There are also steps you can take to stay as comfortable as possible. For example, to prevent back pain, the American Congress of Obstetricians and Gynecologists recommends that you wear low-heeled shoes with good support and make sure you have a chair with good back support. (You can also tuck a small pillow behind your lower back.) Try wearing support stockings, which will prevent swelling in your legs and may decrease the odds of getting varicose veins.
If you have to sit for long periods of time, propping up your feet on a footrest — even a wastebasket or telephone book — will help your circulation. You should try to avoid crossing your legs because it impedes circulation and may promote varicose veins. Also keep in mind that pregnant women are more susceptible to carpal tunnel syndrome, so if you use a keyboard a lot, adjust the height of your chair so that your forearms are level with the keyboard. And remember to give your hands and wrists a rest by taking regular breaks.
In addition, pregnant women should never skip meals and should drink plenty of water. Keep a full glass at your desk at all times to remind you to drink enough, and use bathroom breaks to take a short walk or do some stretches. (Varying your position is a great way to combat fatigue, too.)
If your job requires you to stand for long periods of time, try resting one foot on a stool or box. Sit down often on your breaks. If that’s not possible, or if your feet and legs swell anyway, support stockings will help.
By taking a few precautions and listening to your body, you can ensure a healthy and productive nine months on the job.
Equal Employment Opportunity Commission
National Institute for Occupational Safety and Health (NIOSH)
Occupational Safety & Health Administration (OSHA)
U.S. Department of Labor
U.S. Department of Labor Womens Bureau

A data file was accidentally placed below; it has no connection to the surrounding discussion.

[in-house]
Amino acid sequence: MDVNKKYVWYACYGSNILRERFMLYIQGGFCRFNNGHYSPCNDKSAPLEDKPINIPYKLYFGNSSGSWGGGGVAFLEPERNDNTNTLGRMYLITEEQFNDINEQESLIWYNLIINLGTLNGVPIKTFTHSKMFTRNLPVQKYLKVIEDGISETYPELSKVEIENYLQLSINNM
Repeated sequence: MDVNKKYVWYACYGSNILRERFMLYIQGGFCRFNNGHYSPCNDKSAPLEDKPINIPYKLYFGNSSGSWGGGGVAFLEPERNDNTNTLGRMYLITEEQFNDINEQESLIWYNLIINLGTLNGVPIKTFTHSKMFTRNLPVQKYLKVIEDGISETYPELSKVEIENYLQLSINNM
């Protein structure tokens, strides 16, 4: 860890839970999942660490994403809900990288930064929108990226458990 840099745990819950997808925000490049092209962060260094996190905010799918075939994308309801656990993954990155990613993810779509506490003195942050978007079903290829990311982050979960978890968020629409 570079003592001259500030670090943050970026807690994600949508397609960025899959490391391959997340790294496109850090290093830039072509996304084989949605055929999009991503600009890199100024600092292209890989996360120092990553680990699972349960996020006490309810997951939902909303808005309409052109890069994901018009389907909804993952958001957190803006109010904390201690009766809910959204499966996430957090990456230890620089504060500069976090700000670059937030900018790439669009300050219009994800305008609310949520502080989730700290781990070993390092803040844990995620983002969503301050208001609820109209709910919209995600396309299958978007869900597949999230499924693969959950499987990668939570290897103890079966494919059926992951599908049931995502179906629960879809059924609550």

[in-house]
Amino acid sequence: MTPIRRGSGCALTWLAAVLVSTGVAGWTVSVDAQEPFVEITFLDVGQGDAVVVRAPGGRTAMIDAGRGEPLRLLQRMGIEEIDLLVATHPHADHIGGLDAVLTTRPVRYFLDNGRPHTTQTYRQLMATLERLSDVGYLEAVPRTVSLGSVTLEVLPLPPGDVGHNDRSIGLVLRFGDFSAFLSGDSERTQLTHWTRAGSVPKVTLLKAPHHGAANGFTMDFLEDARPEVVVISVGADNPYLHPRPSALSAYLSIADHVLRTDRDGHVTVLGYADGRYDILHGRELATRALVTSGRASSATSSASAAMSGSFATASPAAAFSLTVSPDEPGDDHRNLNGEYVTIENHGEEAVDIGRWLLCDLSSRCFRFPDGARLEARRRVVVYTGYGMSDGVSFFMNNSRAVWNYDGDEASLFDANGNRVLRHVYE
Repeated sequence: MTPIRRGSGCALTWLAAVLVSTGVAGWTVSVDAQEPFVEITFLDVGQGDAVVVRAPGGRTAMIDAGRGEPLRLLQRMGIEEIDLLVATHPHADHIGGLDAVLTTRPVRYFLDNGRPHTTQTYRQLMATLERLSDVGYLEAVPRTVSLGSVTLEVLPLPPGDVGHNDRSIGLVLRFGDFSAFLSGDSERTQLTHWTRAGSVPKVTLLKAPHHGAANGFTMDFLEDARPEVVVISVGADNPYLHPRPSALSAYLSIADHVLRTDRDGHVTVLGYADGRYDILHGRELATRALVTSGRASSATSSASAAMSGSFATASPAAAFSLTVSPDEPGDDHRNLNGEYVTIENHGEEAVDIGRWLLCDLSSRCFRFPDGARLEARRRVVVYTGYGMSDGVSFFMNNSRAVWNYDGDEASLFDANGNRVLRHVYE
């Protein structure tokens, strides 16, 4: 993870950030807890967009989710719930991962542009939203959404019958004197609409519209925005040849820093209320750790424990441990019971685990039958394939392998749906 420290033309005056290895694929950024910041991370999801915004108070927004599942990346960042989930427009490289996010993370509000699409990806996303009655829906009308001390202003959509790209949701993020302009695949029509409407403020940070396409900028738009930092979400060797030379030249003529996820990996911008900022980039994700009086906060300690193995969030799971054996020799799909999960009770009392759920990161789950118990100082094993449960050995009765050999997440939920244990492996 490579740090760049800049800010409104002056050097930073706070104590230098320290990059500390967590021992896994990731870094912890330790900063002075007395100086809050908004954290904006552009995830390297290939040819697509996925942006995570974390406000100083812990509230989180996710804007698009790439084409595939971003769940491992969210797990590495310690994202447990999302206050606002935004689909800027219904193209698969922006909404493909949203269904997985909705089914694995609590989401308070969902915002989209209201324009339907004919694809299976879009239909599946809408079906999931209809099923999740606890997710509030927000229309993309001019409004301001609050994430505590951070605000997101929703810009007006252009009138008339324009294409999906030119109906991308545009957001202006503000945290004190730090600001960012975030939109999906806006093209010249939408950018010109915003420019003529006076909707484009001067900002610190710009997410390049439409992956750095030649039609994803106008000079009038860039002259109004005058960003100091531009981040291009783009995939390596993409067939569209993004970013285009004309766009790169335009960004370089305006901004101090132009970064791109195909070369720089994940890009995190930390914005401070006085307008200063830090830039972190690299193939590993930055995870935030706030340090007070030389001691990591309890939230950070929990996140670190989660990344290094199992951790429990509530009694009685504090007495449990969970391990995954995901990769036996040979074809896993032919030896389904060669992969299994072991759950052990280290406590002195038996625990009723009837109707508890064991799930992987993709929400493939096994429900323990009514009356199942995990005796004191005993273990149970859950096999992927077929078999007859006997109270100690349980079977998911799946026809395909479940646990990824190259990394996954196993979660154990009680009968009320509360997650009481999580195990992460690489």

American Congress of Obstetricians and Gynecologists. Working During Your Pregnancy: Risks and Rights. education pamphlet
Columbia University. Clearinghouse on International Developments in Child, Youth and Family Policies. Issue Brief, Spring
University of Michigan Health Systems. Working During Pregnancy. http://www.med.umich.edu/obgyn/smartmoms/health/working/htm
March of Dimes. Multiples: Twins, Triplets and Beyond. December 2009
March of Dimes. Smoking During Pregnancy. April 2010
University of Michigan. New study details link between working conditions and problem pregnancies; Authors call for better maternity leave policies. March 30, 2000 http://www.eurekalert.org/pub_rleases/2000-03/UoMH–Nsdl-3003100.php
Mozurkewich, Ellen L. et al. Working conditions and adverse pregnancy outcome: a meta-analysis. Obstetrics & Gynecology pp 623-635: 95, 2000
American Medical Association. Report 9 of the Council on Scientific Affairs: Effects of Work on Pregnancy. 1999. http://www.ama-assn.org/ama/pub/article/print/2036-2338.html
Koren, Gideon. Exposure to electromagnetic fields during pregnancy. Canadian Family Physician, February 2004 http://www.cfpc.ca/2003/Feb/vol49-feb-clinical-1.asp
American Academy of Family Physicians. Carpal Tunnel Syndrome: Preventing the Pain in Your Hands and Wrists.
March of Dimes. Environmental Risks and Pregnancy. http://www.marchofdimes.com/aboutus/681_9146.asp
Pompeii, LA. Physical exertion at work and the risk of preterm delivery and small-for-gestational age birth. Obstetrics and Gynecology. Vol. 106(6): 1279-88.